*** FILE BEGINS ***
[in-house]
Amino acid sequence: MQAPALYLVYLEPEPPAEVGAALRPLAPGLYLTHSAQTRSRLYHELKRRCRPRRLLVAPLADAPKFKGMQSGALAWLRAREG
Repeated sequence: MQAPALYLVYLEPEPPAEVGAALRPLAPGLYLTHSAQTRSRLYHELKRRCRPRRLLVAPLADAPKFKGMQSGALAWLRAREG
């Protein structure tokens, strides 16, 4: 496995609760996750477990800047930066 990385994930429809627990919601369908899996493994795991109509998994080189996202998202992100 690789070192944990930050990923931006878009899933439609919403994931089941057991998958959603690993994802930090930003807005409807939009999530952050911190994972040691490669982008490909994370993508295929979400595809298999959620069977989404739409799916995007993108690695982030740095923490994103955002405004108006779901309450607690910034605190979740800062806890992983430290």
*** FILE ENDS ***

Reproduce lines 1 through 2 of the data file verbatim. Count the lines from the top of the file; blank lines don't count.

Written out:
[in-house]
Amino acid sequence: MQAPALYLVYLEPEPPAEVGAALRPLAPGLYLTHSAQTRSRLYHELKRRCRPRRLLVAPLADAPKFKGMQSGALAWLRAREG